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Feature

December 23, 2021
6 Restaurant Trends We Loved In 2021
From sustainable seafood to cheaper tasting menus, here are some trends we spotted this year.

The Infatuation writers and editors had over 3,500 meals in 2021. They included truck-procured tacos that dripped down our faces as we ate them on the street, as well as multi-course fine dining meals—at least one of which also took place in the street (or, more specifically, an alleyway). Fortunately, our team ate far fewer meals in our cars than we did in 2020, but other than that, they really did run the gamut.

In so many ways, 2021 has been an evolution of 2020: we saw pandemic pop-ups settle into permanent spaces, new restaurants reinvent shuttered spaces, and the entire hospitality industry begin to rethink its role in both local communities and the planet at large. As the year ends with many restaurants being forced to temporarily shut their doors due to the omicron variant, we’re also seeing restaurants once again demonstrate their resilience. With that in mind, it’s a strange time to make predictions for what’s to come in 2022. But we can take a look back at the bumpy, exciting, delicious experiences we had in 2021 and tell you about some of the trends we saw emerge after those thousands of meals.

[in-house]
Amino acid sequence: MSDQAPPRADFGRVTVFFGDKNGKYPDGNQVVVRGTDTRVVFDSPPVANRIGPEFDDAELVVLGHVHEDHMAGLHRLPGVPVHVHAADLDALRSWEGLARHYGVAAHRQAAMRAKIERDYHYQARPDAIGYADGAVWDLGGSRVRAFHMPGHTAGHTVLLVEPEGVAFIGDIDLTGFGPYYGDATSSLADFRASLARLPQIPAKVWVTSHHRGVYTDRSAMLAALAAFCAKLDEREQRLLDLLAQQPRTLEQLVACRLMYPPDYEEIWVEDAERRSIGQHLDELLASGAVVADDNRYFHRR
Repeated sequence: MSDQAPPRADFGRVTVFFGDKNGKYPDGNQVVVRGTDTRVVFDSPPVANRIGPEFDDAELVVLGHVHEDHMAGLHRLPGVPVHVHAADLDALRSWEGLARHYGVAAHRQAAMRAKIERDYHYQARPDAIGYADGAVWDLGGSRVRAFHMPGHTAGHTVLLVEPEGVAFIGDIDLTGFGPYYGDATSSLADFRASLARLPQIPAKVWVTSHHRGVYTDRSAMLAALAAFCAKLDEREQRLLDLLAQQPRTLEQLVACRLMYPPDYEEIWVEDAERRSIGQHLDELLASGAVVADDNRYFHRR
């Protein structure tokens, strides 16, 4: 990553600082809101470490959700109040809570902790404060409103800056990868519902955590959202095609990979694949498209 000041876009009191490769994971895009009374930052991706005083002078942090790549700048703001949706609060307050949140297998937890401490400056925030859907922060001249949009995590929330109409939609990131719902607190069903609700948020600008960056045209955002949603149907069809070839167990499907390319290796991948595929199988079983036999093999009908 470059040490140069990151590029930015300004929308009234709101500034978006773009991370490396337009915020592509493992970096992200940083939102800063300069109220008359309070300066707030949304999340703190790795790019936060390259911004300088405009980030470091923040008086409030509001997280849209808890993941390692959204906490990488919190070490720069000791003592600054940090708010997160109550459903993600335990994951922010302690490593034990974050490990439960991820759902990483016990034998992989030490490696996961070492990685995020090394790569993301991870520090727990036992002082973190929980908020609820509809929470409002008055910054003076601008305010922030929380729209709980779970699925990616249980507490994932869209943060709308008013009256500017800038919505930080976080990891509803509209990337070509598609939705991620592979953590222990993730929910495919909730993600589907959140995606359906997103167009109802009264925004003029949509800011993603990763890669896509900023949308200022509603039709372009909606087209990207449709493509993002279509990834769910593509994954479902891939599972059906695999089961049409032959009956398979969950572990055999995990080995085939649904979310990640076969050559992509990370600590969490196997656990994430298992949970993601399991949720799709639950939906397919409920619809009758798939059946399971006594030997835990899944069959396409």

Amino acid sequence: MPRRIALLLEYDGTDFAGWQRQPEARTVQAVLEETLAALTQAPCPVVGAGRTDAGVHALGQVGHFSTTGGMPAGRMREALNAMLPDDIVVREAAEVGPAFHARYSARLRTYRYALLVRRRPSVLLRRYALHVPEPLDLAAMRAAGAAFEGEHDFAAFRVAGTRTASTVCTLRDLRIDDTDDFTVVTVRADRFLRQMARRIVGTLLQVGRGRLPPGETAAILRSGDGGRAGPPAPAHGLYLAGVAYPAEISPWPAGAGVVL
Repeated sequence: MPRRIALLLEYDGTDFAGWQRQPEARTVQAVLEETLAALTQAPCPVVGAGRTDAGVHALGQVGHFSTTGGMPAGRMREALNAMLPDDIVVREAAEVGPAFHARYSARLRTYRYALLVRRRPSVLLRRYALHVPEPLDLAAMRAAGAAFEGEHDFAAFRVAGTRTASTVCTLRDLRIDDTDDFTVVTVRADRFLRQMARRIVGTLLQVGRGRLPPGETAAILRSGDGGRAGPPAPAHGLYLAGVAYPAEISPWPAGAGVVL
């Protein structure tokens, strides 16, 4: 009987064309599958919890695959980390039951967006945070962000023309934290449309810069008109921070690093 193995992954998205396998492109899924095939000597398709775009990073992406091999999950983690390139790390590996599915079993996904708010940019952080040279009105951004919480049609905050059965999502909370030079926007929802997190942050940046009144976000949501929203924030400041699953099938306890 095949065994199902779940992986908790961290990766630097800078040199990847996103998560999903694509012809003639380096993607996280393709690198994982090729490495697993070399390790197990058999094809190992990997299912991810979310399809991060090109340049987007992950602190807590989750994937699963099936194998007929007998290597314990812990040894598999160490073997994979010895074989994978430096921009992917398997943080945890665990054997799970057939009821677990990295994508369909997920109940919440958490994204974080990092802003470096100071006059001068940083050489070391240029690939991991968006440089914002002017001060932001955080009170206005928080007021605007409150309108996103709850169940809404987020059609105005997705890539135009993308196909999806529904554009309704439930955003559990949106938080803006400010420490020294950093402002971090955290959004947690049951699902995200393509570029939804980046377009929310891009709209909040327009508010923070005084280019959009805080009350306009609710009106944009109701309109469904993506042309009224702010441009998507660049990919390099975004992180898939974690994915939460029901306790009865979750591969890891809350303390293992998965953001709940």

For another look back at the year, check out our Best New Restaurants of 2021 guides

Pop Ups Gone Brick And Mortar

Zitz Sum / Cleveland Jennings

If 2020 was the year of the pop-up, 2021 was the year when those pop-ups signed leases. Rather than DMing to order, we now found ourselves refreshing reservation systems at midnight to see if we could actually score coveted seats at places that started out in home kitchens. Two of our favorite examples we tried this year: 1) LA’s Kinkan, which started by serving beautiful uni and toro-laden chirashi takeout boxes and now offers several in-person dining experiences, including an unbelievable Thai-Japanese tasting menu. 2) Miami’s Zitz Sum, whose South Florida take on dim sum started as a pandemic takeout operation before blooming into a really fun space with one of Miami’s most interesting menus.

Sustainable And Local Seafood At The Forefront

Rosella / David Lee